The Democratic Unionist Party (DUP) has moved from a religion-dominated protest party to a pragmatic party of government in Northern Ireland, the most popular in the region, with more votes, Assembly seats, and MPs than any of its rivals. This book draws upon the first-ever survey of the party's members, funded by the Leverhulme Trust, along with over one hundred interviews, to analyse their views on the transformation undergone by the DUP. The book analyses what
categories of individual make up the DUP, ranging from religious fundamentalists or moderates, detailing the religious composition of the party. How Free Presbyterian or Orange is the modern DUP and how is its membership changing? What identity do those members hold?
The book then assesses the attitudes of members to the contemporary power-sharing arrangements in a divided society. How comfortable is the DUP to sharing political spoils with the republican 'enemy'? How supportive are members of the Executive and Assembly in Northern Ireland and what progress do they think has been made? The book also dissects the modern fears of DUP members, ranging from the dilution of religious fervour to continuing fears over security and opposition to policing reforms.
Attitudes to unity with other Unionist groups are explored, as are the prospects of capturing support from Catholic supporters of Northern Ireland's place in the United Kingdom.
Drawing upon unprecedented access to a party traditionally suspicious of outsiders, this book offers a unique insight into how an opposition party grounded in religious principles has accommodated change and broadened its appeal, whilst retaining most of its traditional hardcore membership.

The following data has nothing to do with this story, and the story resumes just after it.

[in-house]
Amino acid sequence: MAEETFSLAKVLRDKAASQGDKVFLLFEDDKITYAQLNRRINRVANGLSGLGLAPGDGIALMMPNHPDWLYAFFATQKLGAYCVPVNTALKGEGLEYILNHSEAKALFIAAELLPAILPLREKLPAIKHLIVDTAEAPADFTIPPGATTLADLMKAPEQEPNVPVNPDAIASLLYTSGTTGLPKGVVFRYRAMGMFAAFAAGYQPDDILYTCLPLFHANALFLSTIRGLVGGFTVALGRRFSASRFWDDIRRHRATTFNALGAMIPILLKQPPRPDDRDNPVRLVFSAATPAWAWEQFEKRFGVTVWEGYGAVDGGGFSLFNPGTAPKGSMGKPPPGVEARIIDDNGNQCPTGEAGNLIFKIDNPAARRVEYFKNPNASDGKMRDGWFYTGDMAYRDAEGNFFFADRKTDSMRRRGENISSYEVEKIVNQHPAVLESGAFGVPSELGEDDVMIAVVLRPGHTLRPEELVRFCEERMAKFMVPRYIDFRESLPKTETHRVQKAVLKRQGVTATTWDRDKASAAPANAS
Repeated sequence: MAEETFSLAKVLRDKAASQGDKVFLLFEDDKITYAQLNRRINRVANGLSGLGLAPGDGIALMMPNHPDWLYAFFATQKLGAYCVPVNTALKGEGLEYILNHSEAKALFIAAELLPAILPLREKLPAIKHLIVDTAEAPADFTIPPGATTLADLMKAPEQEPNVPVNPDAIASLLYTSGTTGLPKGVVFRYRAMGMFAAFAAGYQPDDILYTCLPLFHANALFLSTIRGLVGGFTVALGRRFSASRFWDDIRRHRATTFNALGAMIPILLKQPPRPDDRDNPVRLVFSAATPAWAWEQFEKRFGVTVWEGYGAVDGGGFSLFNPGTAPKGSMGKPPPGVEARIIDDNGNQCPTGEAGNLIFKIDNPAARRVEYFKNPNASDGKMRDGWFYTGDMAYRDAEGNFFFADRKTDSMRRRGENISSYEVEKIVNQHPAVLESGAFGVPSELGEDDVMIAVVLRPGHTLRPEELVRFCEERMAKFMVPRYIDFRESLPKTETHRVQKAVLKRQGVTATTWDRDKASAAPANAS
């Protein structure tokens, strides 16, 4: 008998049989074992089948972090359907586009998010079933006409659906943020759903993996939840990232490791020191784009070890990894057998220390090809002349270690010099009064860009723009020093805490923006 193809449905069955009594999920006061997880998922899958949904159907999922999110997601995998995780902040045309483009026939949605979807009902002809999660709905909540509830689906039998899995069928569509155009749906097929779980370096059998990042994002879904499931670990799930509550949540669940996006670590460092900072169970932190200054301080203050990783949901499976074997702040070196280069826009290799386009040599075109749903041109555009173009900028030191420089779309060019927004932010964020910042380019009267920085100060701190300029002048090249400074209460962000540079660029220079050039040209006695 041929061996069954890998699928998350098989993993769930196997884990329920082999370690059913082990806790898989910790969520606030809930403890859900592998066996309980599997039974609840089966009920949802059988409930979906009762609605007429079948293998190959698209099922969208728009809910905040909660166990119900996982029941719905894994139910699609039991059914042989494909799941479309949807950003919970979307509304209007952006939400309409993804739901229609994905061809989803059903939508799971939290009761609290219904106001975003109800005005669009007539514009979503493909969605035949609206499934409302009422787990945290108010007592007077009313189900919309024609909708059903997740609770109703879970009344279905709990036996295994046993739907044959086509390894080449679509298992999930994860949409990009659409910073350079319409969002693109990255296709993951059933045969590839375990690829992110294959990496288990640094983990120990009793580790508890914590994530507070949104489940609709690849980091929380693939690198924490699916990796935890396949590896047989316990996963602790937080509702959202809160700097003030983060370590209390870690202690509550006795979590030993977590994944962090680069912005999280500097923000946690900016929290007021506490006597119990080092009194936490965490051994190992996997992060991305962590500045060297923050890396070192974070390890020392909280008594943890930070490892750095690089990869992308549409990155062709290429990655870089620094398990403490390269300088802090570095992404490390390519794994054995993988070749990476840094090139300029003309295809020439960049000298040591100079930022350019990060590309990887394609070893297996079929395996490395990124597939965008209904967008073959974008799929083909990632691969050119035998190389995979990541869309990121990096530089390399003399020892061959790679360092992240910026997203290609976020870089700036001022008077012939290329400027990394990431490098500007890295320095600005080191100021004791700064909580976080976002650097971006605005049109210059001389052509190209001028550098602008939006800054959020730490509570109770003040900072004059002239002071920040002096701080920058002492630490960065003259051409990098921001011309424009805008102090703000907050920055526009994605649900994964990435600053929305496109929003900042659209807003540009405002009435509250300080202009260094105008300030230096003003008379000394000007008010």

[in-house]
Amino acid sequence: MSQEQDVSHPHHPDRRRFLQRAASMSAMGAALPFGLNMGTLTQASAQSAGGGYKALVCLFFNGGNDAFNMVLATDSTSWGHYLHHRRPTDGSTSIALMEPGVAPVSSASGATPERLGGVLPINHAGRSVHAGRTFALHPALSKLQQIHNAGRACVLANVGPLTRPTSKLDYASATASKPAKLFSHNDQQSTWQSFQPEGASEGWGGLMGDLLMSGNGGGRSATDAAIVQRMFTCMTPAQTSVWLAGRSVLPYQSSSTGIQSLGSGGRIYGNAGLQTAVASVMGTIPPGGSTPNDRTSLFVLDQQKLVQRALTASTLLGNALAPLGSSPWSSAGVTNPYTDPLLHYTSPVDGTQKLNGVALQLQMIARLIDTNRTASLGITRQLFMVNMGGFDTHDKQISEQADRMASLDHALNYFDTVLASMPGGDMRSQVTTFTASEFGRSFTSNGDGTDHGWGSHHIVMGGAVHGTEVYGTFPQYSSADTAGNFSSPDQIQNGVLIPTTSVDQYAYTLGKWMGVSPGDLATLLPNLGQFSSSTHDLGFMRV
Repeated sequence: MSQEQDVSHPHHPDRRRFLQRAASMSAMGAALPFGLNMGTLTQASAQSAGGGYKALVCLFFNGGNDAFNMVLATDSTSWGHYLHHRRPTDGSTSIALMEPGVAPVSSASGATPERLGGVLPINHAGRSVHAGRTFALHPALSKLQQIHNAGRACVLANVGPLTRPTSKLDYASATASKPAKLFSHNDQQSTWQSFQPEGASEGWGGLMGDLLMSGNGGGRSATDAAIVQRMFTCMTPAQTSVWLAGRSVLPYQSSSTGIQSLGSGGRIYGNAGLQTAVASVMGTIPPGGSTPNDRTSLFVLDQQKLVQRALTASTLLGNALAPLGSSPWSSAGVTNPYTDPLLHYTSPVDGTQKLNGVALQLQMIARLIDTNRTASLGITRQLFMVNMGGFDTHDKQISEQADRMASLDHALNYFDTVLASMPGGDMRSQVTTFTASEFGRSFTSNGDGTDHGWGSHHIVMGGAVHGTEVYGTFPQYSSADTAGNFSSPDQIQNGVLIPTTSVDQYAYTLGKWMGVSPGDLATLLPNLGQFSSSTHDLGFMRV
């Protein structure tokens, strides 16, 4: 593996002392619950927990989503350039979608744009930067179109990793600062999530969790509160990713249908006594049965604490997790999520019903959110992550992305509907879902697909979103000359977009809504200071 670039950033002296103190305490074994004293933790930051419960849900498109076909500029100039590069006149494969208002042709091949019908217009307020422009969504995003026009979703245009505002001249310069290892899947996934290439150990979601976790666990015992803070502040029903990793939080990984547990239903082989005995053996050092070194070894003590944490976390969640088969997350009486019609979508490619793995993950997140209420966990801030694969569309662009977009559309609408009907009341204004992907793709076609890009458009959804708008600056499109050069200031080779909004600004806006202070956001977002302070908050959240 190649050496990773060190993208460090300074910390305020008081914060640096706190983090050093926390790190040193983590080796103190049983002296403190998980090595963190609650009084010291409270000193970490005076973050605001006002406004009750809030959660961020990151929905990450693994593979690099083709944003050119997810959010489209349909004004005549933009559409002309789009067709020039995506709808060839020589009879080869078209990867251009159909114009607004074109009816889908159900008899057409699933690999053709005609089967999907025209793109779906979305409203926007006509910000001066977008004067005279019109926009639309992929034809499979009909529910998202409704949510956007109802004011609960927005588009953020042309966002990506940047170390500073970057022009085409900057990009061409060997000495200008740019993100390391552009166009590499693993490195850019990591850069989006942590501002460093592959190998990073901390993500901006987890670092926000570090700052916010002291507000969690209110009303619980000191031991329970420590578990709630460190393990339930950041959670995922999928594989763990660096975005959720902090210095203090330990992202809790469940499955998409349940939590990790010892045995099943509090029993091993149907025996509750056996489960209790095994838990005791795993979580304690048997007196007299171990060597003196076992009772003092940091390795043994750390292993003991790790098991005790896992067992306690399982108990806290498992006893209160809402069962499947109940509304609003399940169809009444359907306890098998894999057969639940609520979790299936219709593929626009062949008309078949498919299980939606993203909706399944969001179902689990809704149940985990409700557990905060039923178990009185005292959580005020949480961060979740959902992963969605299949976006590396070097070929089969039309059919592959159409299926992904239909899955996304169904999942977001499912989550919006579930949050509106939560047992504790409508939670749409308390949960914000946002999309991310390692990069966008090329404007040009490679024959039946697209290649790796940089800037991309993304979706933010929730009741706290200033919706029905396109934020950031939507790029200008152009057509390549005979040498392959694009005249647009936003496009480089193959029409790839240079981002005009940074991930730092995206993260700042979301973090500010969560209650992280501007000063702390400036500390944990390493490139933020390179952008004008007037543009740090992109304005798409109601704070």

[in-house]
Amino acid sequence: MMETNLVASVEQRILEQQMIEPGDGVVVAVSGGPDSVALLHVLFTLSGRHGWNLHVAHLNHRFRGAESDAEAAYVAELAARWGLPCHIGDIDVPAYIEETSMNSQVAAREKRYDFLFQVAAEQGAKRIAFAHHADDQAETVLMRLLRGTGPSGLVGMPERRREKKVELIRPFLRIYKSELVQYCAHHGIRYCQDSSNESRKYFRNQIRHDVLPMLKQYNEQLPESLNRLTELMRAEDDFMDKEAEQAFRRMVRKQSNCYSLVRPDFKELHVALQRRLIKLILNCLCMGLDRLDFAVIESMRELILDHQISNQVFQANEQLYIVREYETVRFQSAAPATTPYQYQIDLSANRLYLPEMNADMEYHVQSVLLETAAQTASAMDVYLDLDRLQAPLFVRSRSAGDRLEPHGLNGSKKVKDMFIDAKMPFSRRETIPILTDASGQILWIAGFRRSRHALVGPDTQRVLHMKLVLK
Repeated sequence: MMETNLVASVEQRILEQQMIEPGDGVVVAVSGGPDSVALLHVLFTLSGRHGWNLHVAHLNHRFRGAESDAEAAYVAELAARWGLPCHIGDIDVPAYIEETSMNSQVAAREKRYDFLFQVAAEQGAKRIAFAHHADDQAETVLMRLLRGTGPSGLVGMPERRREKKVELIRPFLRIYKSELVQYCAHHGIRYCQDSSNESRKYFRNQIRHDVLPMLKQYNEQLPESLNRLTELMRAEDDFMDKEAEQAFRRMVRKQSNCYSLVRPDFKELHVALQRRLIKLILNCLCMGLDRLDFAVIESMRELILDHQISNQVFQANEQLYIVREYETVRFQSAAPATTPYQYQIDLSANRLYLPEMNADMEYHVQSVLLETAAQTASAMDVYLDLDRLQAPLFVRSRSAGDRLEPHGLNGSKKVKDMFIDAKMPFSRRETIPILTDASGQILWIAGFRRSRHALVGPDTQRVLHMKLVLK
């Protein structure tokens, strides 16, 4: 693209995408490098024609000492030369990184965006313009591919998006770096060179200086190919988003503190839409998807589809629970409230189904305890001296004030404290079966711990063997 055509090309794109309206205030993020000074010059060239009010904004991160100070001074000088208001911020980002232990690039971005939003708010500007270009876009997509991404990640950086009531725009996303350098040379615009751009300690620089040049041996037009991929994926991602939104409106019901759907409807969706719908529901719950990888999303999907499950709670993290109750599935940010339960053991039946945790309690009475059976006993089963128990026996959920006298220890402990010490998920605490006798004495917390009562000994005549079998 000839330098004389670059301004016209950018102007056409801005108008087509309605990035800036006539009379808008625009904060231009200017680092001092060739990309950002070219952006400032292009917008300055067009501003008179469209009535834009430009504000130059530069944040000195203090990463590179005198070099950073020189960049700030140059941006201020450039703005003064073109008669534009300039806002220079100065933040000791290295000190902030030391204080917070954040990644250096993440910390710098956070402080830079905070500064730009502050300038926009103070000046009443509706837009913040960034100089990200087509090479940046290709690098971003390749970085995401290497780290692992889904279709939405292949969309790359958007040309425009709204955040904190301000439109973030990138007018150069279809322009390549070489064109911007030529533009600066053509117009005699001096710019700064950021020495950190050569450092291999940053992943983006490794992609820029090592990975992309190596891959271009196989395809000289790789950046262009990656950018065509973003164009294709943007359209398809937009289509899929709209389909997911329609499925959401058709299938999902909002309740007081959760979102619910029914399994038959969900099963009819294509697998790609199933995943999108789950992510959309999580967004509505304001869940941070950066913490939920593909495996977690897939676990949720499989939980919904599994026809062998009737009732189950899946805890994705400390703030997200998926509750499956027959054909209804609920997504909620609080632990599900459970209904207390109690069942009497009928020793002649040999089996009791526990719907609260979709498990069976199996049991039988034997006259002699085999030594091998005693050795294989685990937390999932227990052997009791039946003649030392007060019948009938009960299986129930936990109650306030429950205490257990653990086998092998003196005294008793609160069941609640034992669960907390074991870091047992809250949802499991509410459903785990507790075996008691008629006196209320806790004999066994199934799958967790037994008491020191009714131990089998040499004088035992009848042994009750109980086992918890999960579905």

Jonathan Tonge has produced fifteen books and over fifty chapters and journal articles on British and Irish politics and worked on five ESRC and two Leverhulme Trust programmes in the last decade. Recent books include Comparative Peace Processes (Polity 2014) Loyal to the Core: Orangeism and Britishness in Northern Ireland (Irish Academic Press 2011); Politics in Ireland (with Maura Adshead, Palgrave, 2009); Irish Protestant Identities (co-eds with Mervyn Busteed and Frank Neal, Manchester University Press, 2008). Professor Tonge is a former Chair and President of the Political Studies Association of the UK, he is Professor of Politics at the University of Liverpool. Dr Maire Braniff is the author of Integrating the Balkans: Conflict Resolution and the Impact of EU Expansion. She is Lecturer in Sociology at the University of Ulster. Thomas Hennessey's books include Britain's Korean War: Cold War Diplomacy, Strategy and Security 1950-53; Hunger Strike: Margaret Thatcher's Battle with the IRA: 1980-1981; Spooks: the Unofficial History of MI5; The Evolution of the Troubles 1970-72. He is Professor of Modern British and Irish History at Canterbury Christ Church University, Kent. James W. McAuley has previously taught at Nottingham Polytechnic, Staffordshire Polytechnic and St. Mary's College, University of Surrey. His main areas of interest and research are political sociology, political violence and the state. Currently his main teaching responsibilities are introductory sociology, the Individual, Politics and the State and Popular Culture. He is Professor of Sociology and Irish Studies at Huddersfiled University. Dr Sophie Whiting is the author of Spoiling the Peace: Dissident Republicanism in Northern Ireland. She is Lecturer in Politics at the University of Liverpool.
Introduction ; 1. 'Never, never, never, never': the DUP 1971-2003 ; 2. The DUP Says Yes ; 3. Who Are the Modern Members? ; 4. Changing Discourses ; 5. Britishness, Identity and Belonging ; 6. Still for God and Ulster? Religion and Faith ; 7. Electoral Politics ; 8. Women and the DUP: The 'Backbone of the Party' ; Conclusion ; List of Interviewees and Focus Groups